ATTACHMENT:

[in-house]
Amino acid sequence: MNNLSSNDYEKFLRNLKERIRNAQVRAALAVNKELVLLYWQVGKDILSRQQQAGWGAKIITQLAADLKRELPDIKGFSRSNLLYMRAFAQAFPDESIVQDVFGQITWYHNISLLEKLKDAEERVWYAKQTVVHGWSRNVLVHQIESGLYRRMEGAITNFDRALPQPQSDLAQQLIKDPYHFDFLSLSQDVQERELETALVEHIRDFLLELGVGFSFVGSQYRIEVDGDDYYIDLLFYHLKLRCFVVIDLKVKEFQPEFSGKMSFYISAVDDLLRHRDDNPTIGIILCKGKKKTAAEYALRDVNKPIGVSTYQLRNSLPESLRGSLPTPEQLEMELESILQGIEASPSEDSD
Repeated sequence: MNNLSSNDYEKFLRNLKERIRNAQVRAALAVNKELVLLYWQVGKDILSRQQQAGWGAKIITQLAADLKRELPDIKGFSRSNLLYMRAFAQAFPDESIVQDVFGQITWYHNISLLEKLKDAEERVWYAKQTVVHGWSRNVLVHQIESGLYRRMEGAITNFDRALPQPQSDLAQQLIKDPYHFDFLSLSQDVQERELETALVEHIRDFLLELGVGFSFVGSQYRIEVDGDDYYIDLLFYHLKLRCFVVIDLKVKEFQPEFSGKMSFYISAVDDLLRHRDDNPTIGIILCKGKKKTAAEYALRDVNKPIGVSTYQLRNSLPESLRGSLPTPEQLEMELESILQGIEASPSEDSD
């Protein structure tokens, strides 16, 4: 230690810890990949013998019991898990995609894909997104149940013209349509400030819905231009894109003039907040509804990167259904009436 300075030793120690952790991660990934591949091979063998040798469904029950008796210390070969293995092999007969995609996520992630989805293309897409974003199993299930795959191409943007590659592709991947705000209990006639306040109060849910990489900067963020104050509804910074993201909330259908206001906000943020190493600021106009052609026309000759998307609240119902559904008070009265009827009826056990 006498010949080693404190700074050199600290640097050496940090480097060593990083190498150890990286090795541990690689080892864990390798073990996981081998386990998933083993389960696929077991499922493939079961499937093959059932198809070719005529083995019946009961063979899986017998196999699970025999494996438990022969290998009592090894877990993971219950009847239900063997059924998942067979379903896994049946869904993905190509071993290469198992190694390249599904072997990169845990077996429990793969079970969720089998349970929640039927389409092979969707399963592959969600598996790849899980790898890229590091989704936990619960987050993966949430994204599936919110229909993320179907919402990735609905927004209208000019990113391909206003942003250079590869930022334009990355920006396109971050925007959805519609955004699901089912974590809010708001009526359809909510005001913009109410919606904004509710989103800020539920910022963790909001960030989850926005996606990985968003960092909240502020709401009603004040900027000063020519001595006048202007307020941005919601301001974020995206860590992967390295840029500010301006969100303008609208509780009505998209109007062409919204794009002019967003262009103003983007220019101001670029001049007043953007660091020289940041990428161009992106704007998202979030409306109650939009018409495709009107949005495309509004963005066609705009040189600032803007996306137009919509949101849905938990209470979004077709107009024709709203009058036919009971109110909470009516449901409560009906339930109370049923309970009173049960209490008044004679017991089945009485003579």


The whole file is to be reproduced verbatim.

[in-house]
Amino acid sequence: MNNLSSNDYEKFLRNLKERIRNAQVRAALAVNKELVLLYWQVGKDILSRQQQAGWGAKIITQLAADLKRELPDIKGFSRSNLLYMRAFAQAFPDESIVQDVFGQITWYHNISLLEKLKDAEERVWYAKQTVVHGWSRNVLVHQIESGLYRRMEGAITNFDRALPQPQSDLAQQLIKDPYHFDFLSLSQDVQERELETALVEHIRDFLLELGVGFSFVGSQYRIEVDGDDYYIDLLFYHLKLRCFVVIDLKVKEFQPEFSGKMSFYISAVDDLLRHRDDNPTIGIILCKGKKKTAAEYALRDVNKPIGVSTYQLRNSLPESLRGSLPTPEQLEMELESILQGIEASPSEDSD
Repeated sequence: MNNLSSNDYEKFLRNLKERIRNAQVRAALAVNKELVLLYWQVGKDILSRQQQAGWGAKIITQLAADLKRELPDIKGFSRSNLLYMRAFAQAFPDESIVQDVFGQITWYHNISLLEKLKDAEERVWYAKQTVVHGWSRNVLVHQIESGLYRRMEGAITNFDRALPQPQSDLAQQLIKDPYHFDFLSLSQDVQERELETALVEHIRDFLLELGVGFSFVGSQYRIEVDGDDYYIDLLFYHLKLRCFVVIDLKVKEFQPEFSGKMSFYISAVDDLLRHRDDNPTIGIILCKGKKKTAAEYALRDVNKPIGVSTYQLRNSLPESLRGSLPTPEQLEMELESILQGIEASPSEDSD
């Protein structure tokens, strides 16, 4: 230690810890990949013998019991898990995609894909997104149940013209349509400030819905231009894109003039907040509804990167259904009436 300075030793120690952790991660990934591949091979063998040798469904029950008796210390070969293995092999007969995609996520992630989805293309897409974003199993299930795959191409943007590659592709991947705000209990006639306040109060849910990489900067963020104050509804910074993201909330259908206001906000943020190493600021106009052609026309000759998307609240119902559904008070009265009827009826056990 006498010949080693404190700074050199600290640097050496940090480097060593990083190498150890990286090795541990690689080892864990390798073990996981081998386990998933083993389960696929077991499922493939079961499937093959059932198809070719005529083995019946009961063979899986017998196999699970025999494996438990022969290998009592090894877990993971219950009847239900063997059924998942067979379903896994049946869904993905190509071993290469198992190694390249599904072997990169845990077996429990793969079970969720089998349970929640039927389409092979969707399963592959969600598996790849899980790898890229590091989704936990619960987050993966949430994204599936919110229909993320179907919402990735609905927004209208000019990113391909206003942003250079590869930022334009990355920006396109971050925007959805519609955004699901089912974590809010708001009526359809909510005001913009109410919606904004509710989103800020539920910022963790909001960030989850926005996606990985968003960092909240502020709401009603004040900027000063020519001595006048202007307020941005919601301001974020995206860590992967390295840029500010301006969100303008609208509780009505998209109007062409919204794009002019967003262009103003983007220019101001670029001049007043953007660091020289940041990428161009992106704007998202979030409306109650939009018409495709009107949005495309509004963005066609705009040189600032803007996306137009919509949101849905938990209470979004077709107009024709709203009058036919009971109110909470009516449901409560009906339930109370049923309970009173049960209490008044004679017991089945009485003579």